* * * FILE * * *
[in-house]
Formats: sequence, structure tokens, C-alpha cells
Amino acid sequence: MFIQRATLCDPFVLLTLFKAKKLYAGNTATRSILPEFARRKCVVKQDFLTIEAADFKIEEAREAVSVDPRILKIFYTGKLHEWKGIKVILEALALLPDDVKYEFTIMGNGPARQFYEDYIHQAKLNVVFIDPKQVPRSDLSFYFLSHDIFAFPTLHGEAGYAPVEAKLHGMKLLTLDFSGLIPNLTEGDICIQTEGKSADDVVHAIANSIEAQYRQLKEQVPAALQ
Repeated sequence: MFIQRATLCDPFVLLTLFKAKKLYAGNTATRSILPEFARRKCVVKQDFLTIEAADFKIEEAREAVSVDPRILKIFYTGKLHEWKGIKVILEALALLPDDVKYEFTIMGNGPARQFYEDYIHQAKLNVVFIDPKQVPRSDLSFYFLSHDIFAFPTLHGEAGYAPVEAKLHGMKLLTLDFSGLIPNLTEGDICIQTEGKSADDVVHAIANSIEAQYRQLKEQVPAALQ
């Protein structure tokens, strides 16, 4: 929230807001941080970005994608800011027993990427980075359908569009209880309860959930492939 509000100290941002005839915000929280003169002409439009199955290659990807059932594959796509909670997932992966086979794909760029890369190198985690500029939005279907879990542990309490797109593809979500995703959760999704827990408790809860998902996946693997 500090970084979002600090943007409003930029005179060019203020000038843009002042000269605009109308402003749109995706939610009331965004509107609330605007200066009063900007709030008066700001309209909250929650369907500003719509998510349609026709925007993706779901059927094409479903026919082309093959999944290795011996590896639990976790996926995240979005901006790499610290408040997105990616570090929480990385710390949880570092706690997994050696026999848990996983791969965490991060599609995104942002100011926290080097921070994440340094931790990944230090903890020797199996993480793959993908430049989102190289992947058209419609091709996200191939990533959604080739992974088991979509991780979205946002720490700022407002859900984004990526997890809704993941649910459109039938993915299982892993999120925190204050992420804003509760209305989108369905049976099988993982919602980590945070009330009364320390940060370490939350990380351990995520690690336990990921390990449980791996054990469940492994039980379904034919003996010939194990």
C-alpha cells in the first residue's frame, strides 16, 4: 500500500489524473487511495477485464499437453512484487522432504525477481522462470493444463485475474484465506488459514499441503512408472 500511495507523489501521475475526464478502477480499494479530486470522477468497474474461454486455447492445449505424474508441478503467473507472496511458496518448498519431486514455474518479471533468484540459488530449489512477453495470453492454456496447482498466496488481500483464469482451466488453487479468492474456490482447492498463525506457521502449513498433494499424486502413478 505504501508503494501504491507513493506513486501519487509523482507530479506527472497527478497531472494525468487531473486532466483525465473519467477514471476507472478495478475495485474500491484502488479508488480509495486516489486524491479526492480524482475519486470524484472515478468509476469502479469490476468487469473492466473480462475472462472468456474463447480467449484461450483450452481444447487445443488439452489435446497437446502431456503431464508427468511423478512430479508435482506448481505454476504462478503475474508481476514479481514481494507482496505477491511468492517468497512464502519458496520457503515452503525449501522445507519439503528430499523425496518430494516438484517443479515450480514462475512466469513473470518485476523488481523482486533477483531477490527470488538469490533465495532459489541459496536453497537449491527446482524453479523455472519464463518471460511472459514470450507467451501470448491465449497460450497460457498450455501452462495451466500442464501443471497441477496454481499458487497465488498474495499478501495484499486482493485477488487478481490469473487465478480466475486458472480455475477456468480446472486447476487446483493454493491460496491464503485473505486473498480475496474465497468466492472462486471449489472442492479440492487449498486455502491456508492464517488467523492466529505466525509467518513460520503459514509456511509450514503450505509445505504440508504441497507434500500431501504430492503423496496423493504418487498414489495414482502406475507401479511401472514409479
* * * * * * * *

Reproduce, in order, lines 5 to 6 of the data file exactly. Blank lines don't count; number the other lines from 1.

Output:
């Protein structure tokens, strides 16, 4: 929230807001941080970005994608800011027993990427980075359908569009209880309860959930492939 509000100290941002005839915000929280003169002409439009199955290659990807059932594959796509909670997932992966086979794909760029890369190198985690500029939005279907879990542990309490797109593809979500995703959760999704827990408790809860998902996946693997 500090970084979002600090943007409003930029005179060019203020000038843009002042000269605009109308402003749109995706939610009331965004509107609330605007200066009063900007709030008066700001309209909250929650369907500003719509998510349609026709925007993706779901059927094409479903026919082309093959999944290795011996590896639990976790996926995240979005901006790499610290408040997105990616570090929480990385710390949880570092706690997994050696026999848990996983791969965490991060599609995104942002100011926290080097921070994440340094931790990944230090903890020797199996993480793959993908430049989102190289992947058209419609091709996200191939990533959604080739992974088991979509991780979205946002720490700022407002859900984004990526997890809704993941649910459109039938993915299982892993999120925190204050992420804003509760209305989108369905049976099988993982919602980590945070009330009364320390940060370490939350990380351990995520690690336990990921390990449980791996054990469940492994039980379904034919003996010939194990």
C-alpha cells in the first residue's frame, strides 16, 4: 500500500489524473487511495477485464499437453512484487522432504525477481522462470493444463485475474484465506488459514499441503512408472 500511495507523489501521475475526464478502477480499494479530486470522477468497474474461454486455447492445449505424474508441478503467473507472496511458496518448498519431486514455474518479471533468484540459488530449489512477453495470453492454456496447482498466496488481500483464469482451466488453487479468492474456490482447492498463525506457521502449513498433494499424486502413478 505504501508503494501504491507513493506513486501519487509523482507530479506527472497527478497531472494525468487531473486532466483525465473519467477514471476507472478495478475495485474500491484502488479508488480509495486516489486524491479526492480524482475519486470524484472515478468509476469502479469490476468487469473492466473480462475472462472468456474463447480467449484461450483450452481444447487445443488439452489435446497437446502431456503431464508427468511423478512430479508435482506448481505454476504462478503475474508481476514479481514481494507482496505477491511468492517468497512464502519458496520457503515452503525449501522445507519439503528430499523425496518430494516438484517443479515450480514462475512466469513473470518485476523488481523482486533477483531477490527470488538469490533465495532459489541459496536453497537449491527446482524453479523455472519464463518471460511472459514470450507467451501470448491465449497460450497460457498450455501452462495451466500442464501443471497441477496454481499458487497465488498474495499478501495484499486482493485477488487478481490469473487465478480466475486458472480455475477456468480446472486447476487446483493454493491460496491464503485473505486473498480475496474465497468466492472462486471449489472442492479440492487449498486455502491456508492464517488467523492466529505466525509467518513460520503459514509456511509450514503450505509445505504440508504441497507434500500431501504430492503423496496423493504418487498414489495414482502406475507401479511401472514409479